Most often, the ideas of culture thus borrowed would seem antiquated to a contemporary anthropologist. Treated as a static thing with clear boundaries, the notions of culture used in other fields most resemble early trait-list approaches. In current parlance, such views do representational violence to the folks they hope to describe. Today, we see culture as dynamic, creative, imbued with power, fluid: Arjun Appadurai argues that it should be used as an adjective (cultural) rather than a noun (culure).

In translating this into other fields, we might look at culture as strategy, intentional orientations toward the future that guide decisions but also depend on serendipity, adapting to changing circumstances, and shifting hopes and dreams. For development programs, public policy, and business, this means that being culturally "appropriate" isn't about handing your business card in just the right way or knowing dinner table etiquette, but taking seriously the aspirations of those with whom we collaborate, seeking common futures.

The Financial Times reports that the Swedish appliance maker Electrolux has started to take some strategic direction from emerging markets, essentially breaking down the walls for a division for poor places and another for rich ones, and that this has invigorated their growth in both markets.     
 We may also seek to orchestrate serendipity and cultural creativity through institutional and architectural arrangements.  Michael Soto reports on Institutionalizing Serendipity in a company environment, a model with much broader implications.  (And a conversation with Michael yesterday inspired this post.)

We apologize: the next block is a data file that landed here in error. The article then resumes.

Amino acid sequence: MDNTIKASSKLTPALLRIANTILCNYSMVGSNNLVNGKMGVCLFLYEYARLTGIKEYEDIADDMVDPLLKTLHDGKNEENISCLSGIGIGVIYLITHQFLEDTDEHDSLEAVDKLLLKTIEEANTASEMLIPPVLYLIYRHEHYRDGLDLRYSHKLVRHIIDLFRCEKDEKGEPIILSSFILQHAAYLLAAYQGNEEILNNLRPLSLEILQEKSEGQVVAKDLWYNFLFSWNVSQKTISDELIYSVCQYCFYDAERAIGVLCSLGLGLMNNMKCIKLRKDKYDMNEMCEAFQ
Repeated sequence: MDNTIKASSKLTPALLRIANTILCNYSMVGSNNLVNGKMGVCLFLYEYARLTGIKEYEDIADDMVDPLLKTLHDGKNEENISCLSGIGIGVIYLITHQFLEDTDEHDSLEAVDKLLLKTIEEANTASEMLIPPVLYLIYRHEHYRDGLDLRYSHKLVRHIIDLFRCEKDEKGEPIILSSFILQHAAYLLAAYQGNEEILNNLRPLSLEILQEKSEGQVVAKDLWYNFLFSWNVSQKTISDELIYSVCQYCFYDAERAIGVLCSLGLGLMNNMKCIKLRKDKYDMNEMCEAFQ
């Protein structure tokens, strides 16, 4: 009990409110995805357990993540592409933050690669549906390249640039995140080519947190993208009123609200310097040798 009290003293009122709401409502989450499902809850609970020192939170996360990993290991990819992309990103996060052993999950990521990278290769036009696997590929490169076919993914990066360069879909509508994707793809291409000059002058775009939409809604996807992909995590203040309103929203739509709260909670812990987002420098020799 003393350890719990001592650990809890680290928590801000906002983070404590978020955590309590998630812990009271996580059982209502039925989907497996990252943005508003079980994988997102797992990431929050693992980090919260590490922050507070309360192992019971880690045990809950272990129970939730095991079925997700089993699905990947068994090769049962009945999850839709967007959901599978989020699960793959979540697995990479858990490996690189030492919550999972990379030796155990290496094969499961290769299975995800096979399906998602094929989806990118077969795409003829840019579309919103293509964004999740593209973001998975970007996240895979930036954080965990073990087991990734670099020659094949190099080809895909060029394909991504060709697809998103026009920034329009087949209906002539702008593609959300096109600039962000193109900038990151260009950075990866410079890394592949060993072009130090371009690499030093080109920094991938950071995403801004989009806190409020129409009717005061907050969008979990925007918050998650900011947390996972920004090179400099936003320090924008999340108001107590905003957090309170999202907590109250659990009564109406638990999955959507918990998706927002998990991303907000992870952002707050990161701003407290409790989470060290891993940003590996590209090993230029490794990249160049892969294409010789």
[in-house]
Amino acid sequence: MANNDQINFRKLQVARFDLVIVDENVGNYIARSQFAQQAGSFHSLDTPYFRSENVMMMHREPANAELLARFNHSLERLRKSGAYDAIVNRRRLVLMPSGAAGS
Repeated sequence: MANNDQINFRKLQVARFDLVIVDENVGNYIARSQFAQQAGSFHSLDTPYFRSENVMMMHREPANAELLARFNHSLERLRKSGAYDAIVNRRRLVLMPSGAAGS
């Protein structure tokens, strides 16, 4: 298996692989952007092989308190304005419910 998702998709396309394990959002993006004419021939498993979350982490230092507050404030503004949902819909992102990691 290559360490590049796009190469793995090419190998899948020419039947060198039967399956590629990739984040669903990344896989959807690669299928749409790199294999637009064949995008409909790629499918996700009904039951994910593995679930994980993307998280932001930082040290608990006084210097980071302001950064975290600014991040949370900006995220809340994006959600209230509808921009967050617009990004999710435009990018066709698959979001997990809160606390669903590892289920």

Saturday, November 30, 2013

Higher Pleasures, the Work of Wellbeing, and Public Policy

Perhaps the good life is not a state to be obtained, but, as Aristotle suggests, it is the the pursuit and the journey that give meaning and fulfillment. Striving for the good life involves the arduous work of becoming: creating meaning, aspiring for something better, the act of becoming the sort of person and living the sort of life one deems worthy and desirable. 

Thus, the good life is not made up of simple "happiness." It requires trade-offs, often forgoing hedonistic pleasure for long term goals. I have previously written on the distinction between hedonic happiness (are you happy right now?) and eudaimonic wellbeing (with its longer horizon of life satisfaction), showing that the two can well be at odds with one another.

Steven Mazie, on BigThink.com, argues that the current fashion for happiness studies distracts us from what is really important: "Not every costly, challenging endeavor we take up is a recipe for happiness, but our world and our individual lives would be sapped of all meaning if we made life plans based on the results of happiness studies like these [measures of hedonic happiness]. Who would learn Chinese or advanced calculus? Who would spend all night volunteering in hurricane relief emergency shelters? Who would ever have a child?"

Mazie calls on John Stuart Mill's distinction between higher and lower pleasures in his attempt to calculate utilities: "If, on reflection, we would refuse to give up Pleasure A in exchange for a bottomless trough of Pleasure B, that’s a good sign Pleasure A is a higher pleasure for us. If we wouldn’t forfeit our religion or our children for the promise of a keg of cold beer that never runs dry, we should consider the former to be more valuable than the latter. Lower pleasures are fantastic — and reading the results of laughable happiness studies may well be one of them — but they are not the pulp of life."

Indeed, when we look to provisioning the good life as broadly as possible, as we should in markets and government, we must take care not to privilege hedonic happiness over long-term wellbeing.